From the roof came a steady air raid of angles that hung on to wires and floated around the set handing various props to the actors.

The second half was even more stunning than the first. It opened with some of the performers bouncing along a skinny, long trampoline that cut through the diameter of the stage. And then the trapeze act started above. Never a mistake, never a slip, just crazy body flinging at its finest.

It's funny because I recently heard Howard Stern (the radio jock) try to get one of his regular listeners to do a stunt for his Sirius Satellite radio show. He wants Eric the Midget to "fly with balloons" by strapping him into something that would allow him to float from a bunch of balloons in Stern's studio. The whole thing is hilarious since Eric is ornery and stubborn and won't agree to it. Howard tries to continuously talk Eric into doing it, ostensibly a great idea that will launch Eric into stardom, really a thinly-veiled attempt at a desire for some good radio.

But Cirque Du Soleil's Corteo beat Howard Stern to the punch. A little person flew, and it was magnificent, but it wasn't on the Howard Stern show.

It was one of the most memorable scenes of the second half, and my favorite. It was a little person floating by balloons. Her name was Valentina, and her size was probably about three feet tall. The kooky Cirque people strapped Valentina into a little harness that was attached to five or six large, helium-filled balloons. I am not kidding. A teeny, tiny three-foot-tall woman named Valentina was floated around the inside of the big top by a bushel of weather balloons.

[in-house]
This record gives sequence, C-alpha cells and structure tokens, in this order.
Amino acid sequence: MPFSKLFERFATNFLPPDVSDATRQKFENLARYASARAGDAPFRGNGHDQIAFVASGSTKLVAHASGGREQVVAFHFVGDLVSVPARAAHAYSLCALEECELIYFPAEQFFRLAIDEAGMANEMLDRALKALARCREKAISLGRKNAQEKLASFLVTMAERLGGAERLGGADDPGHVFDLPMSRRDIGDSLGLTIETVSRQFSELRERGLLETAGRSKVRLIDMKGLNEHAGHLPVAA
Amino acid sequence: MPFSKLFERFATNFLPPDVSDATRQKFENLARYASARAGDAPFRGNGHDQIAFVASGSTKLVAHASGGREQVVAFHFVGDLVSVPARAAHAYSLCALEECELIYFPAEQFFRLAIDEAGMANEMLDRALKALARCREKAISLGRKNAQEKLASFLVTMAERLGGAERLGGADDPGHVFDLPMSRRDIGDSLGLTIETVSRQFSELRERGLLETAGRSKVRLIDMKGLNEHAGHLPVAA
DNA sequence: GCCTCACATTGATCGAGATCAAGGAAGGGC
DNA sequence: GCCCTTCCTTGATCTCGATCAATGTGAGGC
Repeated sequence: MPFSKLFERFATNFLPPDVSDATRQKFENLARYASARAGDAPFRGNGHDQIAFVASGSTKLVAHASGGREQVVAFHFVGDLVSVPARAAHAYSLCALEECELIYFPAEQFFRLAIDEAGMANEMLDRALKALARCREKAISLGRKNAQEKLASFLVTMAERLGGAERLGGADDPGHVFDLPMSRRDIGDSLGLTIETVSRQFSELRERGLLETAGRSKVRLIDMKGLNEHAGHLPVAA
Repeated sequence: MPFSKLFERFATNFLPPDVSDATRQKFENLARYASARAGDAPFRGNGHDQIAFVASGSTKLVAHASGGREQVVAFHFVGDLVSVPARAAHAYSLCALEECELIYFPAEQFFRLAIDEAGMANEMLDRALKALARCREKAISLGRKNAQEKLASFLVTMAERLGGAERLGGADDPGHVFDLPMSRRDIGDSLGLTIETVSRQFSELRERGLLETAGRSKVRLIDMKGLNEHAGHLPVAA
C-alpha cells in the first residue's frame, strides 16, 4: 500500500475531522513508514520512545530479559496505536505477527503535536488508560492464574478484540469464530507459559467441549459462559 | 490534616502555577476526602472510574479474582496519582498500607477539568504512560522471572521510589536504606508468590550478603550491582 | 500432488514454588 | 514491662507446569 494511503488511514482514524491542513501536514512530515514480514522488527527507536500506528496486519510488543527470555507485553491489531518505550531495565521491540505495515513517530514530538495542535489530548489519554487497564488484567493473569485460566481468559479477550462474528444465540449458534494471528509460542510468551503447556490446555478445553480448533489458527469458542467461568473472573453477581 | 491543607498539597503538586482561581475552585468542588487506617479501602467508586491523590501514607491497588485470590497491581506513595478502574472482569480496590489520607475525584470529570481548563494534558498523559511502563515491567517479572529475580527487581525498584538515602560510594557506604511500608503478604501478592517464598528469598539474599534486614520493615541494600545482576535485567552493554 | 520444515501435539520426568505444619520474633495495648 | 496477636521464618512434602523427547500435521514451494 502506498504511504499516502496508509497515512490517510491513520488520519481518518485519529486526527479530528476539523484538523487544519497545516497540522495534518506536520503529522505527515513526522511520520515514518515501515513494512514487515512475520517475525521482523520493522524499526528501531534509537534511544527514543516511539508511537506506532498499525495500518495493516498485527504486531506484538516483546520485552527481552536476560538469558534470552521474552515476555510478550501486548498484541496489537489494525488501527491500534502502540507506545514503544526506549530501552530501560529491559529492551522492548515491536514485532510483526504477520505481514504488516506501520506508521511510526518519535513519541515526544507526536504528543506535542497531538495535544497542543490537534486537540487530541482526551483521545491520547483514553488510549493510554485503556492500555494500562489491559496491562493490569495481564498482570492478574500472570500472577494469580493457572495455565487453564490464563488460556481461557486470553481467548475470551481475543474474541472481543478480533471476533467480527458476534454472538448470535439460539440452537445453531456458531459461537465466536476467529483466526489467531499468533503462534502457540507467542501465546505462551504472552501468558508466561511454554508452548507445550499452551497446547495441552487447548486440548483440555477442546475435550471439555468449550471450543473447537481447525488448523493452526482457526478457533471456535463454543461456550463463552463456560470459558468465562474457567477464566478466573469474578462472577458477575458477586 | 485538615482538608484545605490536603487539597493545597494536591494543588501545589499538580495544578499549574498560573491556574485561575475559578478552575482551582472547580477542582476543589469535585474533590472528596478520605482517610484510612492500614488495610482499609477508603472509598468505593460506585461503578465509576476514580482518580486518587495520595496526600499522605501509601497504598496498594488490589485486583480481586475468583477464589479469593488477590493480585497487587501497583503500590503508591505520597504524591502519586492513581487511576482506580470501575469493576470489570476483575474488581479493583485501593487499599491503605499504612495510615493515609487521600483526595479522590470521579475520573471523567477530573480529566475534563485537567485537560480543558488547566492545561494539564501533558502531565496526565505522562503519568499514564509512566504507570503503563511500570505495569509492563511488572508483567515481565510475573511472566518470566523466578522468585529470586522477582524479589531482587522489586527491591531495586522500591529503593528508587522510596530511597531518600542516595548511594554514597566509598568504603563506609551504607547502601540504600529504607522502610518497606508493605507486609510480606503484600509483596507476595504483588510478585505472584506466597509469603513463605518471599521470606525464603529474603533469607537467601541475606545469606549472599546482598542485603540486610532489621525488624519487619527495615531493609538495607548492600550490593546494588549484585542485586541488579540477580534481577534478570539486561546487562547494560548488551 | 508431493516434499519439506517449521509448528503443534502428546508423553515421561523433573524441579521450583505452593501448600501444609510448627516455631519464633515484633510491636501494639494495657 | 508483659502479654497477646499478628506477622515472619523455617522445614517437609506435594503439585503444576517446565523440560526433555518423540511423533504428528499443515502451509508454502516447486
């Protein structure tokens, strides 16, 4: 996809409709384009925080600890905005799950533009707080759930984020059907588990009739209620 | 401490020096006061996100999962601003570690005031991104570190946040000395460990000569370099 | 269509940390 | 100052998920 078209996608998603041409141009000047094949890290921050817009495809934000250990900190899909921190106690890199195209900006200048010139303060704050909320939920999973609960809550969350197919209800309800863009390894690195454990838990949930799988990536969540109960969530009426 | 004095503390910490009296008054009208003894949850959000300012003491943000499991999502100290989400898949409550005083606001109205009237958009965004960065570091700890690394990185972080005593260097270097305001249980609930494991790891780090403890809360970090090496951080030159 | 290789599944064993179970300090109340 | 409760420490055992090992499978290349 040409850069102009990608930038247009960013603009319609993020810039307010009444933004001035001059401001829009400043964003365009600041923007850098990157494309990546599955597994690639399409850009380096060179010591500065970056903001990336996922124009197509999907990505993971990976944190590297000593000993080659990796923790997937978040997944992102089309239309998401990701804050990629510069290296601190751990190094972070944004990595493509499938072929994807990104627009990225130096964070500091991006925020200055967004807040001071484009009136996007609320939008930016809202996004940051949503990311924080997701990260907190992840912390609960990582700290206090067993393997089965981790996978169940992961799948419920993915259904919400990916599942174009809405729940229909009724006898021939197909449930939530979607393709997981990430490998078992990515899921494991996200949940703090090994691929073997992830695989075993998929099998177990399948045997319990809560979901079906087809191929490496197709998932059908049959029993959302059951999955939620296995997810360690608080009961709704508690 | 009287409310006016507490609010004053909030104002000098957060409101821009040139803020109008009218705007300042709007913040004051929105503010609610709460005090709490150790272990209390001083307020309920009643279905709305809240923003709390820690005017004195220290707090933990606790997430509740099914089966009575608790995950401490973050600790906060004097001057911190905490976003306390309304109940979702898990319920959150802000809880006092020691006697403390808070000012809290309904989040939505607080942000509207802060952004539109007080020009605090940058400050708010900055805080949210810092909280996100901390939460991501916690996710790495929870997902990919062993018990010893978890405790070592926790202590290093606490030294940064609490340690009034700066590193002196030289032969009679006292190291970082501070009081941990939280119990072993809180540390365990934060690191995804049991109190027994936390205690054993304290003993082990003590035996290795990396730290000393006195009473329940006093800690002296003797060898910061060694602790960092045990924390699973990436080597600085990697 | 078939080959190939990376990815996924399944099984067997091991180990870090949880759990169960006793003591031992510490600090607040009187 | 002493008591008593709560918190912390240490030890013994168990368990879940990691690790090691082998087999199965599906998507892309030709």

What's more, she actually drifted over us, the audience, and would eventually descend onto the frenzied crowd. The clown on the stage instructed us to hold two hands up like a platform as Valentina came down out of the air. She would proceed to push off the pair of hands, squealing away like an exuberant pixie.

The stunts in the second half were amazing. A man climbed up and down a ladder that was not leaning against anything. A woman traversed a high wire on her tip toes like a ballerina, then proceeded to climb up another high wire that was at a 45 degree angle! And more gymnasts performed intricate, synchronized parallel bar feats.

The show ended with the whole crew out on the stage, the clowns, the gymnasts, the actors, Valentina, everyone. They all waved goodbye to the star clown who was flying up into the rafters, pedaling a bike that was suspended fifty feet in the air, and drifted away to heaven.

Throughout the show I looked over at the friends I was with and invariably saw lots of smiles. I was thoroughly entranced the entire time, and I would absolutely recommend Cirque's Corteo to anyone, from eight to eighty years old. It was a great experience and I think it would be a great place to bring your kids, or a date.
About the Author
Jason OConnor owns and operates Oak Web Works, LLC and also runs www.BestShowTicketsLasVegas.com.
Web Design Company
Las Vegas, Broadway Show & Concert Tour Tickets
mailto: jason@oakwebworks.com